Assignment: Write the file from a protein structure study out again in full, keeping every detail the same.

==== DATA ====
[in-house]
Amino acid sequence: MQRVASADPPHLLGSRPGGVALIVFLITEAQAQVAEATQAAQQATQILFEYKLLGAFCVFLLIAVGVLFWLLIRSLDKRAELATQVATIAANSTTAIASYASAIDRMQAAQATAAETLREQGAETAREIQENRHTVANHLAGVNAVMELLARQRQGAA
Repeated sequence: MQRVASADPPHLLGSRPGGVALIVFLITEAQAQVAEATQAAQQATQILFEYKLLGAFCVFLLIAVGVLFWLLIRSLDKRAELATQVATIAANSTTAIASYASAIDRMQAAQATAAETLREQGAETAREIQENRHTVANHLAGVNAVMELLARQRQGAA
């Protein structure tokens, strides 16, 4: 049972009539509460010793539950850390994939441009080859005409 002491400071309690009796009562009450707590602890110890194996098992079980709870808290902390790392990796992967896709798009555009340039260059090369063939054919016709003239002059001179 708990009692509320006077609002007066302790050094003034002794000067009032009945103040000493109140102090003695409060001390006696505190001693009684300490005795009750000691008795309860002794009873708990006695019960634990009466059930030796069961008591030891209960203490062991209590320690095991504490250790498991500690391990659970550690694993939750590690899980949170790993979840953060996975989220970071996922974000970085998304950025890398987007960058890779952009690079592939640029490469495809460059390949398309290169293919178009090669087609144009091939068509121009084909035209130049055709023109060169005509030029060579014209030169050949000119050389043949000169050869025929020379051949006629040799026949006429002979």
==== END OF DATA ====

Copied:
[in-house]
Amino acid sequence: MQRVASADPPHLLGSRPGGVALIVFLITEAQAQVAEATQAAQQATQILFEYKLLGAFCVFLLIAVGVLFWLLIRSLDKRAELATQVATIAANSTTAIASYASAIDRMQAAQATAAETLREQGAETAREIQENRHTVANHLAGVNAVMELLARQRQGAA
Repeated sequence: MQRVASADPPHLLGSRPGGVALIVFLITEAQAQVAEATQAAQQATQILFEYKLLGAFCVFLLIAVGVLFWLLIRSLDKRAELATQVATIAANSTTAIASYASAIDRMQAAQATAAETLREQGAETAREIQENRHTVANHLAGVNAVMELLARQRQGAA
């Protein structure tokens, strides 16, 4: 049972009539509460010793539950850390994939441009080859005409 002491400071309690009796009562009450707590602890110890194996098992079980709870808290902390790392990796992967896709798009555009340039260059090369063939054919016709003239002059001179 708990009692509320006077609002007066302790050094003034002794000067009032009945103040000493109140102090003695409060001390006696505190001693009684300490005795009750000691008795309860002794009873708990006695019960634990009466059930030796069961008591030891209960203490062991209590320690095991504490250790498991500690391990659970550690694993939750590690899980949170790993979840953060996975989220970071996922974000970085998304950025890398987007960058890779952009690079592939640029490469495809460059390949398309290169293919178009090669087609144009091939068509121009084909035209130049055709023109060169005509030029060579014209030169050949000119050389043949000169050869025929020379051949006629040799026949006429002979």